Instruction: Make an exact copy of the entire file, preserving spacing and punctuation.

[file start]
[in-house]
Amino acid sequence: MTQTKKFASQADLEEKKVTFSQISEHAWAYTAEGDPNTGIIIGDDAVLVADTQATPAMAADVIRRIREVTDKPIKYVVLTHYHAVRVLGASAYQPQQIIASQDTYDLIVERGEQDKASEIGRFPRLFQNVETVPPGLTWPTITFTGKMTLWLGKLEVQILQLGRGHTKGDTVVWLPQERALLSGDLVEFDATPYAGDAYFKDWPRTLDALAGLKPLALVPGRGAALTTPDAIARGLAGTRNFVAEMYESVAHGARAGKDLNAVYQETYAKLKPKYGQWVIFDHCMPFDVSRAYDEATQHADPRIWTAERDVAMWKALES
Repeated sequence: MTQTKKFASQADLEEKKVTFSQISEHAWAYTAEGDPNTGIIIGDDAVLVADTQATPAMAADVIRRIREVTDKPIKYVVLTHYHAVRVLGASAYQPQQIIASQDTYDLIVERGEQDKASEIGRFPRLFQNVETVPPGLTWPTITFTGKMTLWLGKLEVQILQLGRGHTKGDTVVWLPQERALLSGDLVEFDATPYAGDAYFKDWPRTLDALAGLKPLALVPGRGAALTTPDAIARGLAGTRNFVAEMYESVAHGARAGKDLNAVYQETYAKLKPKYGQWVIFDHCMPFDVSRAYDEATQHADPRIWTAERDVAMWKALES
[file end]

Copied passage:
[in-house]
Amino acid sequence: MTQTKKFASQADLEEKKVTFSQISEHAWAYTAEGDPNTGIIIGDDAVLVADTQATPAMAADVIRRIREVTDKPIKYVVLTHYHAVRVLGASAYQPQQIIASQDTYDLIVERGEQDKASEIGRFPRLFQNVETVPPGLTWPTITFTGKMTLWLGKLEVQILQLGRGHTKGDTVVWLPQERALLSGDLVEFDATPYAGDAYFKDWPRTLDALAGLKPLALVPGRGAALTTPDAIARGLAGTRNFVAEMYESVAHGARAGKDLNAVYQETYAKLKPKYGQWVIFDHCMPFDVSRAYDEATQHADPRIWTAERDVAMWKALES
Repeated sequence: MTQTKKFASQADLEEKKVTFSQISEHAWAYTAEGDPNTGIIIGDDAVLVADTQATPAMAADVIRRIREVTDKPIKYVVLTHYHAVRVLGASAYQPQQIIASQDTYDLIVERGEQDKASEIGRFPRLFQNVETVPPGLTWPTITFTGKMTLWLGKLEVQILQLGRGHTKGDTVVWLPQERALLSGDLVEFDATPYAGDAYFKDWPRTLDALAGLKPLALVPGRGAALTTPDAIARGLAGTRNFVAEMYESVAHGARAGKDLNAVYQETYAKLKPKYGQWVIFDHCMPFDVSRAYDEATQHADPRIWTAERDVAMWKALES